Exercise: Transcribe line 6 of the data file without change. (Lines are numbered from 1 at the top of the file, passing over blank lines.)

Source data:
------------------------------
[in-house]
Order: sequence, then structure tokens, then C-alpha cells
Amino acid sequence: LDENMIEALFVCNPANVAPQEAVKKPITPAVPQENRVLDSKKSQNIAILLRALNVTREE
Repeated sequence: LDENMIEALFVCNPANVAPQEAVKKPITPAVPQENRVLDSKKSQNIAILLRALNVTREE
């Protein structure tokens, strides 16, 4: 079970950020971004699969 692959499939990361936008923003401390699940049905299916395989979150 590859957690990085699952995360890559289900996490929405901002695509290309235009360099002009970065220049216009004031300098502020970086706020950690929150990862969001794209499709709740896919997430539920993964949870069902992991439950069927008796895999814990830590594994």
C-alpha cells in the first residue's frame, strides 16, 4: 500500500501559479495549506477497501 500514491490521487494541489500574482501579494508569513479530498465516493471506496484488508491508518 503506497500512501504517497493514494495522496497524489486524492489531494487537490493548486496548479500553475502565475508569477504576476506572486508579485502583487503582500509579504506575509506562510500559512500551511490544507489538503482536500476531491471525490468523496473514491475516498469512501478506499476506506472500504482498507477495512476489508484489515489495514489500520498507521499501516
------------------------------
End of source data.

C-alpha cells in the first residue's frame, strides 16, 4: 500500500501559479495549506477497501 500514491490521487494541489500574482501579494508569513479530498465516493471506496484488508491508518 503506497500512501504517497493514494495522496497524489486524492489531494487537490493548486496548479500553475502565475508569477504576476506572486508579485502583487503582500509579504506575509506562510500559512500551511490544507489538503482536500476531491471525490468523496473514491475516498469512501478506499476506506472500504482498507477495512476489508484489515489495514489500520498507521499501516